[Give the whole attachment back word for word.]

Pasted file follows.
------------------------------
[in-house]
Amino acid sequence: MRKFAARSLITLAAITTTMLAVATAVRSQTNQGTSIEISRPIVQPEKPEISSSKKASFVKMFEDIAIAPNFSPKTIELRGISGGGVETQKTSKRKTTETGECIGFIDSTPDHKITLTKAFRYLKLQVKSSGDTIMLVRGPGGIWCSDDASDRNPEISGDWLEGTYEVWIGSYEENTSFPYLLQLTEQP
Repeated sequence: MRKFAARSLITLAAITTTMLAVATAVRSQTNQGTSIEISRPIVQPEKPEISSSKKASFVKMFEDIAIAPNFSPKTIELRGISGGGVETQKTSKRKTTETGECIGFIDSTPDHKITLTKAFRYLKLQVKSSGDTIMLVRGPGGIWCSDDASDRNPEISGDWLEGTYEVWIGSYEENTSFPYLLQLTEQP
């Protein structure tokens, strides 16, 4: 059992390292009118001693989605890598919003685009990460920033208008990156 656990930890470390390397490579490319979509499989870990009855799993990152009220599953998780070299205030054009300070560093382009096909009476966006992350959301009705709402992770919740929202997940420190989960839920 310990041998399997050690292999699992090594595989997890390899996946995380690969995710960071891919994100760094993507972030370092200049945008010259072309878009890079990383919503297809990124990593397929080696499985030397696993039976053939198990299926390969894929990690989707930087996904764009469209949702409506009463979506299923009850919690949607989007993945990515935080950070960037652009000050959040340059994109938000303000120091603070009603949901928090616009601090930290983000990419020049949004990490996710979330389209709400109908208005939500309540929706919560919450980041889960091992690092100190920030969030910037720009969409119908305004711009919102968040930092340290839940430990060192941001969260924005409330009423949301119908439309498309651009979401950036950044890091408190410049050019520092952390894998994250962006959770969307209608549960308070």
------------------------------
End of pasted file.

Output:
[in-house]
Amino acid sequence: MRKFAARSLITLAAITTTMLAVATAVRSQTNQGTSIEISRPIVQPEKPEISSSKKASFVKMFEDIAIAPNFSPKTIELRGISGGGVETQKTSKRKTTETGECIGFIDSTPDHKITLTKAFRYLKLQVKSSGDTIMLVRGPGGIWCSDDASDRNPEISGDWLEGTYEVWIGSYEENTSFPYLLQLTEQP
Repeated sequence: MRKFAARSLITLAAITTTMLAVATAVRSQTNQGTSIEISRPIVQPEKPEISSSKKASFVKMFEDIAIAPNFSPKTIELRGISGGGVETQKTSKRKTTETGECIGFIDSTPDHKITLTKAFRYLKLQVKSSGDTIMLVRGPGGIWCSDDASDRNPEISGDWLEGTYEVWIGSYEENTSFPYLLQLTEQP
């Protein structure tokens, strides 16, 4: 059992390292009118001693989605890598919003685009990460920033208008990156 656990930890470390390397490579490319979509499989870990009855799993990152009220599953998780070299205030054009300070560093382009096909009476966006992350959301009705709402992770919740929202997940420190989960839920 310990041998399997050690292999699992090594595989997890390899996946995380690969995710960071891919994100760094993507972030370092200049945008010259072309878009890079990383919503297809990124990593397929080696499985030397696993039976053939198990299926390969894929990690989707930087996904764009469209949702409506009463979506299923009850919690949607989007993945990515935080950070960037652009000050959040340059994109938000303000120091603070009603949901928090616009601090930290983000990419020049949004990490996710979330389209709400109908208005939500309540929706919560919450980041889960091992690092100190920030969030910037720009969409119908305004711009919102968040930092340290839940430990060192941001969260924005409330009423949301119908439309498309651009979401950036950044890091408190410049050019520092952390894998994250962006959770969307209608549960308070």